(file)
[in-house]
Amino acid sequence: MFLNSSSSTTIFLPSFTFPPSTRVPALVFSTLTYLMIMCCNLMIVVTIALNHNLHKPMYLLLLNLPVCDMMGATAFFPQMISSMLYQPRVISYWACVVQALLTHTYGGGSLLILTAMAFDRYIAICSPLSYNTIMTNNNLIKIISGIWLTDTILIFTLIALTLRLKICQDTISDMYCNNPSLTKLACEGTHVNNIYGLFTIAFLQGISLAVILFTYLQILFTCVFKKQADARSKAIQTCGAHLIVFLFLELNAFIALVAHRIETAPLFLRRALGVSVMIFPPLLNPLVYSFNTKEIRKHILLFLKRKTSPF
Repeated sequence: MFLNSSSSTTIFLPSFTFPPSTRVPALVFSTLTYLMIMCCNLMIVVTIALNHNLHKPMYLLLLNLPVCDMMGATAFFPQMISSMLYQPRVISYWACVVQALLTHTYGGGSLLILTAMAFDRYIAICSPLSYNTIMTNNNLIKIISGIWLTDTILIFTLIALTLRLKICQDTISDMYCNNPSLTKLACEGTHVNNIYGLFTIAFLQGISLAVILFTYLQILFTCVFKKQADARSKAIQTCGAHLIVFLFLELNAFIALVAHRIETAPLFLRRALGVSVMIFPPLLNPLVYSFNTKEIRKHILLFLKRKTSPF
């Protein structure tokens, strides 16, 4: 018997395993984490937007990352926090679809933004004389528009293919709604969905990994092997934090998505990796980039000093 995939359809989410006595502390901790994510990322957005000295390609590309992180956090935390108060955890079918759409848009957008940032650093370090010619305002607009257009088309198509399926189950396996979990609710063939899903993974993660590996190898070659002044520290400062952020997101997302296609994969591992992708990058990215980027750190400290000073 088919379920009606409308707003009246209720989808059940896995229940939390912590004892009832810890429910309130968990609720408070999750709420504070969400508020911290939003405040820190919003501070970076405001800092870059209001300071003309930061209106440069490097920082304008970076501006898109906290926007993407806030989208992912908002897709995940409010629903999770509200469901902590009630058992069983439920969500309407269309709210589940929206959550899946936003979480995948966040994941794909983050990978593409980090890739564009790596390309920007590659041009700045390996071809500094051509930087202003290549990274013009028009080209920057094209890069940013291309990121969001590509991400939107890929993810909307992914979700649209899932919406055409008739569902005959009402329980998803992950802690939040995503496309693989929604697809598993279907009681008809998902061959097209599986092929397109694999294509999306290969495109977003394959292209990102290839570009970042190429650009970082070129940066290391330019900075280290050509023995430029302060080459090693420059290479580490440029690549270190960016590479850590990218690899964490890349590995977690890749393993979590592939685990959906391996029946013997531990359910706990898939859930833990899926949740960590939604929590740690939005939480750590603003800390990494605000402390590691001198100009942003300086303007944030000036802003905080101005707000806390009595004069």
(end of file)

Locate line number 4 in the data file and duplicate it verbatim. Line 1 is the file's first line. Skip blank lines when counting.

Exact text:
């Protein structure tokens, strides 16, 4: 018997395993984490937007990352926090679809933004004389528009293919709604969905990994092997934090998505990796980039000093 995939359809989410006595502390901790994510990322957005000295390609590309992180956090935390108060955890079918759409848009957008940032650093370090010619305002607009257009088309198509399926189950396996979990609710063939899903993974993660590996190898070659002044520290400062952020997101997302296609994969591992992708990058990215980027750190400290000073 088919379920009606409308707003009246209720989808059940896995229940939390912590004892009832810890429910309130968990609720408070999750709420504070969400508020911290939003405040820190919003501070970076405001800092870059209001300071003309930061209106440069490097920082304008970076501006898109906290926007993407806030989208992912908002897709995940409010629903999770509200469901902590009630058992069983439920969500309407269309709210589940929206959550899946936003979480995948966040994941794909983050990978593409980090890739564009790596390309920007590659041009700045390996071809500094051509930087202003290549990274013009028009080209920057094209890069940013291309990121969001590509991400939107890929993810909307992914979700649209899932919406055409008739569902005959009402329980998803992950802690939040995503496309693989929604697809598993279907009681008809998902061959097209599986092929397109694999294509999306290969495109977003394959292209990102290839570009970042190429650009970082070129940066290391330019900075280290050509023995430029302060080459090693420059290479580490440029690549270190960016590479850590990218690899964490890349590995977690890749393993979590592939685990959906391996029946013997531990359910706990898939859930833990899926949740960590939604929590740690939005939480750590603003800390990494605000402390590691001198100009942003300086303007944030000036802003905080101005707000806390009595004069």